God called him out on it (vv. 11-12) and allowed Cain to flee to a place of safety so no one would take vengeance on him (v. 14, later there would be distinct “places of refuge” where murderers could abscond to, cf. Josh. 20:2).
Cain took off away from the “presence of the Lord” and nodded off (v. 16). He and his wife bore a son, Enoch, who ended up taking off (v. 17, cf. Gen. 5:23). No doubt, Cain’s wife was a daughter of Adam but there was no genetic mutation at the time. The prohibition against marrying a near relative came later. Lamech, however, violated the one wife for one husband rule (v. 19). The law of sins being passed down through the generations resulted in another murderer, Tubal-Cain (vv. 22-24, cf. Exod. 34:7).
God gave Adam and Eve a replacement for Abel, Seth. His name means, “the substitute” (v. 25). This was apparently a good period of time wherein “men began to call on the name of the Lord” (v. 26). Most likely this means that Seth continued the godly line begun with Abel while an ungodly line continued with Cain’s family.
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As we mentioned in yesterday’s passage, Jesus and His family were warned to flee to Egypt (v.13). God had already provided for their trip through the gifts of the Magi. Joseph obeyed and absconded with his family during the night after being warned by an angel in a dream (vv. 13-14). They stayed in Egypt until King Herod croaked (v. 15).
“Out of Egypt I called My Son” is a quote from Hosea 11:1 used to refer to Israel, Yahweh’s son, being called out of Egyptian bondage under Moses. Israel was protected in Egypt during a time of famine (Gen. 37-50). Matthew applies it to Jesus being protected in Egypt (v. 15).
Herod slaughtered all the babies under two years old who were in the vincinity of Jerusalem figuring he would off the Messiah before He had a chance to grow up and take over (vv. 16 -18). Jeremiah 31:19 is quoted which originally depicted the weeping mothers of Ramah, just outside Jerusalem, when many babies were taken into exile to Babylon. (It could refer to either the exile of 725 or 586 B.C.). Here Matthew uses it to refer to the mothers weeping for their murdered babies.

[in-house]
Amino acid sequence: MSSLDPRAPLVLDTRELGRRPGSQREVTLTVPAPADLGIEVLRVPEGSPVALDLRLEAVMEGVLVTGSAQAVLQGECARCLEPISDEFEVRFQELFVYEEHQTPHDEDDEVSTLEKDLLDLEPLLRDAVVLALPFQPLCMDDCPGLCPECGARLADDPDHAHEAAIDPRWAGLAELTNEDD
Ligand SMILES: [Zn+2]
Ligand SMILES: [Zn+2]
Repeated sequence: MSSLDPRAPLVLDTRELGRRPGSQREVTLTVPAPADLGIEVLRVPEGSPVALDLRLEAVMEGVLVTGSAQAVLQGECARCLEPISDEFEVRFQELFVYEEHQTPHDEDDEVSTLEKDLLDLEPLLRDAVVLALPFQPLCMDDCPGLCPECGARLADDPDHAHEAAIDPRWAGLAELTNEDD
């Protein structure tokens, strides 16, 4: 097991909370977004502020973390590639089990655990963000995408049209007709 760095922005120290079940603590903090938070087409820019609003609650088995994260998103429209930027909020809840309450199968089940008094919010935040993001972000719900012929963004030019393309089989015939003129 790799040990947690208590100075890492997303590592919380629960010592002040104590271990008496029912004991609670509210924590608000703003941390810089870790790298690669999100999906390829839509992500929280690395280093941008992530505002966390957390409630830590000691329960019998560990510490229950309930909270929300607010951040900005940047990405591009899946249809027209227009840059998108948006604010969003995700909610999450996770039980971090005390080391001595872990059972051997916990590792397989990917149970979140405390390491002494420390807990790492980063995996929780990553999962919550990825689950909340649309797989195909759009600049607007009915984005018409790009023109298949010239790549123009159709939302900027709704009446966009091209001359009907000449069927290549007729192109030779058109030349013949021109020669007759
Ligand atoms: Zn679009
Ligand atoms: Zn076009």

After Herod died, an angel gave Joseph the “A-OK” sign so they could return (v. 19). Instead of going back to Jerusalem where Herod’s son, Ache-louse, I mean, Archelaus, was reigning, he took his family to Nazareth (vv. 22-23a). That is how the prophecy was fulfilled that Jesus would be a Nazarene in Isa. 53:3; Ps. 22:6.
John the Baptist appeared on the scene a few decades later telling people that they needed to get ready for the Messiah. He said that the prophecy given by Isaiah (v. 3, Isa. 40:3) was about to be fulfilled. John called them to have a change of mind (v. 2, literal meaning of “repent”) and get themselves ready for the coming of the kingdom. As we’ll see, though they were offered the kingdom of Christ but rejected it (cf. John 19:15).
John led an austere life eating locusts and honey and wearing clothes made of camel’s hair (v. 4). It wasn’t like a camel’s hair coat that men get today. It was actually hair from a camel that was crude and scratchy.
John was baptizing all in the area that wanted to be associated with him and his message (v. 5). That was the point of being baptized, to be identified with the message (v. 6). There was as yet, no churches or John the Baptist clubs.